Supervisors approve overlay design for Old Taylor Road PUD

Published 9:26 am Thursday, August 8, 2019

The Lafayette County Board of Supervisors approved the initial plans for a Planned Urban Development that will be constructed between Old Taylor Road and South Lamar Boulevard over the next 15 to 20 years.

With a unanimous approval by the Board, the 855-acre development, called “Julep,” is one of the largest proposed projects in Lafayette County in recent years. With the overlay designs now approved by the county’s Planning Commission and the Board of Supervisors, the steps toward drafting site plans for the project can begin. That process could take up to a year or longer, according to Lafayette County building inspector Joel Hollowell.

“There was a concept submitted and (the developers) would be expected to conform substantially to that concept,” Hollowell told the EAGLE in June. “There could be some variations, slightly, one way or the other. They’re probably a year away from coming to us for approval of any phases whatsoever. They’ve got a lot of questions to answer.”

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The vote by the Supervisors was tabled by District 4 supervisor Chad McLarty during the July 15 meeting, after he said he wanted to speak with members of the community who had questions and concerns pertaining to development. McLarty motioned to un-table the discussion during Monday’s meeting.

“I’ve had the opportunity to speak with some of the surrounding neighbors, and I’ve also met with the developer personally, and at this time I have no issue with making the motion to approve the PUD,” McLarty said. “I’ve actually talked to the developer that at some point and time, once the actual site plans start coming back and once we see the traffic studies, that we will have to have a rooftop number of homes. We’ll have to sit down and come up with that number.”

The development currently has plans for constructing 1,900 residences.

Ahead of a vote being taken, District 1 supervisor Kevin Frye presented a graph that showed the Total Assessed Value of Lafayette County, Oxford City Schools and Lafayette County Schools. The graphic stated the county’s value was between $700,000 and $800,000, and the schools inside Oxford’s city limits had a value of nearly $600,000. Where there was a great discrepancy in the chart was the value of schools in Lafayette County, which had a listed value of nearly $200,000 and had shown little increase in value over the past seven years.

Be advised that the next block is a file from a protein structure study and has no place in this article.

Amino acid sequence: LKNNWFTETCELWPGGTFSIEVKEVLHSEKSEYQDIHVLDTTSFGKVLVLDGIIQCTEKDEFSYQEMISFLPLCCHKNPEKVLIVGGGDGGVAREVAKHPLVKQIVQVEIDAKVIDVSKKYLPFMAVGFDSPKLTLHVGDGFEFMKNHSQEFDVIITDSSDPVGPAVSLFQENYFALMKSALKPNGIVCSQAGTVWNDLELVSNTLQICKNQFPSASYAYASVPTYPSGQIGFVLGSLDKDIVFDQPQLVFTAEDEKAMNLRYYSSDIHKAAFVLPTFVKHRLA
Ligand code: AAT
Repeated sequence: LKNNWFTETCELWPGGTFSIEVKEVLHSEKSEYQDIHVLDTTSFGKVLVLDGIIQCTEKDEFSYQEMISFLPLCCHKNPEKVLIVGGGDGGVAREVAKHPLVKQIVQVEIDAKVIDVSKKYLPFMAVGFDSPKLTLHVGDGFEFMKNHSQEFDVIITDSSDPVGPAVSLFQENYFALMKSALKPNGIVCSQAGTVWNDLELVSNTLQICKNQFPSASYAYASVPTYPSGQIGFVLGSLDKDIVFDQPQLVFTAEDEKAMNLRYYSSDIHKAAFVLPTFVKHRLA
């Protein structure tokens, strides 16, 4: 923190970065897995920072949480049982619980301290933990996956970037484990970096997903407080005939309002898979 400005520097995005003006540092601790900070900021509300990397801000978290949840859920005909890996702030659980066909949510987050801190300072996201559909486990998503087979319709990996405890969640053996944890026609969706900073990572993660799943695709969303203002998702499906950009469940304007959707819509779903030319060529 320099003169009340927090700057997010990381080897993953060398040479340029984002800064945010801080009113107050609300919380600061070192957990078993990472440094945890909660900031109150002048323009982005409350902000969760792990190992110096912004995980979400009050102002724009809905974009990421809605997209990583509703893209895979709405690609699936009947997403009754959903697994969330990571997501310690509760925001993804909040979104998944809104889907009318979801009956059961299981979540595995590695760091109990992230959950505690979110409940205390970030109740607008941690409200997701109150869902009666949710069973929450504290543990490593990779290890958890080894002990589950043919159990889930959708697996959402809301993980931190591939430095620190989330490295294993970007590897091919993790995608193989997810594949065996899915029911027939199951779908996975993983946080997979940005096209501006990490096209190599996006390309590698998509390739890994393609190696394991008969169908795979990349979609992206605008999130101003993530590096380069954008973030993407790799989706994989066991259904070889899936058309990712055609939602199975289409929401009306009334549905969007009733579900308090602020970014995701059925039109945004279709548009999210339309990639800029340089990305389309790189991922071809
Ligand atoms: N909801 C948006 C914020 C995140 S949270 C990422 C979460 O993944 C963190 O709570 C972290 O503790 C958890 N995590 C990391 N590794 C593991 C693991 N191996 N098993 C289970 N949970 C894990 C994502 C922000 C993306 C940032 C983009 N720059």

“I see it as our responsibility, in part, to be looking out for the best interests of our county school district,” Frye said. “If we don’t have development in the county schools, you will see (the Oxford and Lafayette lines) getting farther and farther apart. (Oxford’s) line is going up a lot faster than (Lafayette’s), so if we don’t have development in the county school district you’re going to continue to see the school district fall farther and farther behind as far as their ability to keep up financially.”

Residents and other members of the community were in attendance during Monday’s meeting and voiced their concerns. Campbell McCool was one of those people who had concerns, but also stated he was in support of the development. McCool developed the Plein Air community in Taylor, which can be reached from Oxford via Old Taylor Road. His biggest concern was what kind of stress the added traffic flow would have on the road.

As part of the recently approved joint LOU Transportation Plan, Old Taylor Road is scheduled to be widened and improved within the next five years. The traffic plan also categorized Old Taylor Road as currently “at capacity.”

“The largest project to ever take place in Lafayette County (is scheduled to take place) on a road that is currently at capacity,” McCool said. “As someone who travels Old Taylor Road daily and frequently sits there in traffic that’s not moving, I’m kind of shocked at this board’s kind of cavalier approach towards that. We’re just going to kind of sorta be ‘Yeah, down the road we’re going to need to address that.’ That’s just, I think, irresponsible. I’m for this project. I think it’s fantastic, but I think it’s incredibly naive to just sort of kick the can down the road and say ‘somewhere down the road we’re going to need to address that.'”

Other residents who live along Old Taylor Road also spoke out, echoing McCool’s sentiments of being in favor of the project but also worried about developing it on a road that has already been categorized as “at capacity.”

McLarty acknowledged it would be a “traffic issue” and that Old Taylor Road is a “terrible road at times” in the morning and afternoon, but said the Board will continue to work with the City of Oxford and the LOU Transportation Plan to address those issues.The developers have also stated their intentions to build a $4 million connector road between Old Taylor and South Lamar Blvd. at some point to help alleviate traffic flow.

McLarty made the motion to approve the PUD and Frye seconded the motion.